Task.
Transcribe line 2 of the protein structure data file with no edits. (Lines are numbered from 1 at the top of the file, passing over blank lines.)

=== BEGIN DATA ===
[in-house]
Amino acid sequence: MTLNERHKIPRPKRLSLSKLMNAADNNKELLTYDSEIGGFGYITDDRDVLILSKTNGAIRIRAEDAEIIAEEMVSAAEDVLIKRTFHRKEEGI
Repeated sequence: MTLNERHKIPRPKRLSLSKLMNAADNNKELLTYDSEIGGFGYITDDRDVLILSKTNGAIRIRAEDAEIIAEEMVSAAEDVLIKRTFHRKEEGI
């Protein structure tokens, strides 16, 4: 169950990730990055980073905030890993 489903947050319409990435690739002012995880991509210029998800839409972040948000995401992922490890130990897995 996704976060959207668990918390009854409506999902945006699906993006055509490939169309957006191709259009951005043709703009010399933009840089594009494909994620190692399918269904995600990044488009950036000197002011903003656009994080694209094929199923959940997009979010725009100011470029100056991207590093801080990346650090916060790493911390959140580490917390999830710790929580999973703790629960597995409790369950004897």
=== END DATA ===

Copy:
Amino acid sequence: MTLNERHKIPRPKRLSLSKLMNAADNNKELLTYDSEIGGFGYITDDRDVLILSKTNGAIRIRAEDAEIIAEEMVSAAEDVLIKRTFHRKEEGI